The ICO market offers an unrivaled way in which investors and entrepreneurs can be brought together to create truly innovative products, but everyone involved needs to take responsibility. This lies with regulators, entrepreneurs and marketing companies who in the early days of ICOs cranked out as much bullshit as possible to raise awareness to blockchain and crypto. But these are complex issues and in light of where it all went wrong, investors should be treated with respect instead of a promise to make everyone millionaires if they buy in today, etc, etc. A strategy designed to induce a sense of fear of missing out (FOMO). ICOs can no longer be a capital raising strategy built on unverified marketing claims. Marketers hired to sell a digital currency or ICO token have a responsibility to investors to call out fraudulent activity. I believe it to be counterproductive to engage in hysteria to move a product and sets that market up for eventual collapse.
Responsibility also rests on the project team, who need to have more than just an idea. Can you imagine walking into a venture capital meeting without a product or structured business plan and leaving with anything other than derision? The ICO market should not be a playground for scammers or dreamers but an investment platform for start-ups who can offer at the very least a proof of concept before any funds can be received. One way to implement this could be through the use of escrow accounts that would release capital in stages upon reaching roadmap objectives. There are some who would argue that this negates the whole decentralization issue but this could be performed through the use of smart contracts which gives complete transparency to all involved and does not rely on the actions of a third-party mediator. If these conditions were standardized then the ICO market could become an unrivalled platform for both entrepreneurs and investors.
This leaves the regulators who must take some responsibility for what happened during the ICO boom. I don’t envy their role in trying to regulate this emerging market, but that is the job they signed up for so they must take action. The digital currency market has no equal, in either complexity or technological advancement. I imagine it would extremely difficult to regulate under the 1946 Howey test as its impossible to rule that a single token has a single use case. Digital assets represent a fundamentally new class of financial instruments, which defy simple classification as security, commodity or currency. Many digital assets occupy several classifications at the same time depending on their context and use. For example, imagine a token created for a game. The initial sale could fund development of the game. Then the token may be distributed to users as a reward in the game (utility), traded on an exchange, (commodity), used to purchase virtual goods in an online story (currency) and used to confer voting rights in the project (security).
It could be possible that the regulation of digital currencies does not fall under the remit of the SEC at all. Although I have written about the lack of regulation which has impacted detrimentally. It could well be the over regulation that could have greater damage to the digital asset and ICO markets, it could have a negative effect on the funding of innovation and creativity that we see flourishing right now. Let’s not forget the infamous New York State BitLicense, a crippling 44 page document of legislative compliance drafted by Benjamin Lawsky that led to a hothouse of Bitcoin start-ups fleeing the state’s punitive measures. Reading through that document it is difficult to reach any other conclusion than it was drawn up to completely cripple the Bitcoin industry.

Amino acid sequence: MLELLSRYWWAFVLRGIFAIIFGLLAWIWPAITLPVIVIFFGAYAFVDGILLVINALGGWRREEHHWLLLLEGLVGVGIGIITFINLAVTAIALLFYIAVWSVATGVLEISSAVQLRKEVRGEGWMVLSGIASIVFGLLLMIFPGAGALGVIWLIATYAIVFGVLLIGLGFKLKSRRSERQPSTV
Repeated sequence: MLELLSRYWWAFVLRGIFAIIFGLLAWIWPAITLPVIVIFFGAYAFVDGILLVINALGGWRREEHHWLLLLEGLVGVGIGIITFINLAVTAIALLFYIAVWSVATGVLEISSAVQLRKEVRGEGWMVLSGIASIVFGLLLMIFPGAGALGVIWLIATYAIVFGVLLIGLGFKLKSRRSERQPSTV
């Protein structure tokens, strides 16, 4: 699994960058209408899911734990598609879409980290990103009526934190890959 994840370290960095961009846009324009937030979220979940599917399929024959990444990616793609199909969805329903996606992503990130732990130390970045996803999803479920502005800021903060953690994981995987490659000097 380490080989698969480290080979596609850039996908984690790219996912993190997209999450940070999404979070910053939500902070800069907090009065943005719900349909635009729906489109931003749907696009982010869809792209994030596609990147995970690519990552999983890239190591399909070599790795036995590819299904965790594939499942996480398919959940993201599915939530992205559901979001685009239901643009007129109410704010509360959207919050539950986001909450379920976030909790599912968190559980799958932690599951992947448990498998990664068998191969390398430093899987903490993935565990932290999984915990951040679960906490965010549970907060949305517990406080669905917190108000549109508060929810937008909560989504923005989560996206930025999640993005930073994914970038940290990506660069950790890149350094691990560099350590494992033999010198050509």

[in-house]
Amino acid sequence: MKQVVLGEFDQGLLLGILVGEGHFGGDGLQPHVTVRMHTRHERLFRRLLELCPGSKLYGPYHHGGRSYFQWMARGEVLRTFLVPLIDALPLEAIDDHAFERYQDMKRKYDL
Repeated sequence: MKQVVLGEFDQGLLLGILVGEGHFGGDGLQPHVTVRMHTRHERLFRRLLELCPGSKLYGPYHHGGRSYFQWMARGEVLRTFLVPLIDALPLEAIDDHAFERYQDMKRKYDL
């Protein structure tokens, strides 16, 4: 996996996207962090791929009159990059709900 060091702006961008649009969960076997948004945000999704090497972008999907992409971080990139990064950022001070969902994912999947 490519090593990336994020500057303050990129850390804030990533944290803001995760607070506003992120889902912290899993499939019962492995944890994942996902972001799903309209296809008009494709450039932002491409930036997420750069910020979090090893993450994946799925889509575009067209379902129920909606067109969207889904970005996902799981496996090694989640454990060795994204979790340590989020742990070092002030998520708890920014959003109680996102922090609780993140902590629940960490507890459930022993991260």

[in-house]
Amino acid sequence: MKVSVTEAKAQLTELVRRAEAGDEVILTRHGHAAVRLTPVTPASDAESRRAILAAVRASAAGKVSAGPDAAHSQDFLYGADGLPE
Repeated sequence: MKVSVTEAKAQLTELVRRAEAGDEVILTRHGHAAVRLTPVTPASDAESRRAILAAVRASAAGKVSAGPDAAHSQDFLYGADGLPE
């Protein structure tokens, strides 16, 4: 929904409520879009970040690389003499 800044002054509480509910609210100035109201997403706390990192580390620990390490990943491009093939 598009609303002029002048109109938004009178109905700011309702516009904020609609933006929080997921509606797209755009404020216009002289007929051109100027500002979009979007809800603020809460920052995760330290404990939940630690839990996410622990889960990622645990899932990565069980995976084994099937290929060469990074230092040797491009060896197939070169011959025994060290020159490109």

If we can get this right we could be looking at a boundless, decentralized, liquid market where you can trade any assets. Brokerage houses and intermediaries as they currently function, with their insider trading and bloated fees will be consigned to history, replaced by open source node software with all transactions made on mobile devices in a peer to peer structure that will settle within seconds and will not require the services of banks. A global decentralized blockchain based financial market where entire asset classes will be tokenized and traded openly, operating with complete transparency 365 days of the year round the clock. The potential here is limitless but worryingly depends on those in charge of the rules understanding what is at stake, and not letting this opportunity slip by through greed and ignorance.
I began this article with the statement that it was written by Isonex Capital. We are a digital asset fund management company, who for the past three years have been developing our vision to bring mature and transparent investment to the digital currency space. We have developed the world’s first tokenized equal-weighted digital currency index fund, IX15, which we plan to launch in the later part of 2019. The portfolio holds the top 15 digital currencies by equal weight. This is achieved through rebalancing the portfolio back to equilibrium every 30-days. Unlike most ICOs, participants in Isonex Capital’s token sale aren’t just investing in a concept, hoping that one day it may return a profit. Isonex Capital’s IX15 index fund holds value from day one because the underlying holdings equate to approx. 75% of the digital asset market. We are 100% self-funded and market-ready.